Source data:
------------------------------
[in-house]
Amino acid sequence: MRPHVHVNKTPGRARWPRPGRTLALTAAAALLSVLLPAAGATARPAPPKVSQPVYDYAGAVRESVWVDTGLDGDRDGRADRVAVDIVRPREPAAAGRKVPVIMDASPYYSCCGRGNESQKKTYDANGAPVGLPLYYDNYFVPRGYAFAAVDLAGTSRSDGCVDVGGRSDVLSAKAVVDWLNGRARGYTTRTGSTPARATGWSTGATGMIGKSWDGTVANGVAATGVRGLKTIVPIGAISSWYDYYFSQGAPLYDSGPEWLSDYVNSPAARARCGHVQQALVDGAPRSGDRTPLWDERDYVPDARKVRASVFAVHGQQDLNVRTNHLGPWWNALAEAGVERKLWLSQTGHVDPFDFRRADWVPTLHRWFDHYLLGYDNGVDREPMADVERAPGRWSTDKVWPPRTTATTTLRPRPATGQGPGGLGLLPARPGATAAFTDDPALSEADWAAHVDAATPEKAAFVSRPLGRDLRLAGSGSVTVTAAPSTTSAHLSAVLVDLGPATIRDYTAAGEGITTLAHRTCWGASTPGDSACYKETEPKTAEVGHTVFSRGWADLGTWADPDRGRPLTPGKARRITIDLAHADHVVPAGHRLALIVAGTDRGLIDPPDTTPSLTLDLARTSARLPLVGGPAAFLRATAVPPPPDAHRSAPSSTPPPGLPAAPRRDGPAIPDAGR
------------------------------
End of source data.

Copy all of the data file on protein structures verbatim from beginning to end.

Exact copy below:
[in-house]
Amino acid sequence: MRPHVHVNKTPGRARWPRPGRTLALTAAAALLSVLLPAAGATARPAPPKVSQPVYDYAGAVRESVWVDTGLDGDRDGRADRVAVDIVRPREPAAAGRKVPVIMDASPYYSCCGRGNESQKKTYDANGAPVGLPLYYDNYFVPRGYAFAAVDLAGTSRSDGCVDVGGRSDVLSAKAVVDWLNGRARGYTTRTGSTPARATGWSTGATGMIGKSWDGTVANGVAATGVRGLKTIVPIGAISSWYDYYFSQGAPLYDSGPEWLSDYVNSPAARARCGHVQQALVDGAPRSGDRTPLWDERDYVPDARKVRASVFAVHGQQDLNVRTNHLGPWWNALAEAGVERKLWLSQTGHVDPFDFRRADWVPTLHRWFDHYLLGYDNGVDREPMADVERAPGRWSTDKVWPPRTTATTTLRPRPATGQGPGGLGLLPARPGATAAFTDDPALSEADWAAHVDAATPEKAAFVSRPLGRDLRLAGSGSVTVTAAPSTTSAHLSAVLVDLGPATIRDYTAAGEGITTLAHRTCWGASTPGDSACYKETEPKTAEVGHTVFSRGWADLGTWADPDRGRPLTPGKARRITIDLAHADHVVPAGHRLALIVAGTDRGLIDPPDTTPSLTLDLARTSARLPLVGGPAAFLRATAVPPPPDAHRSAPSSTPPPGLPAAPRRDGPAIPDAGR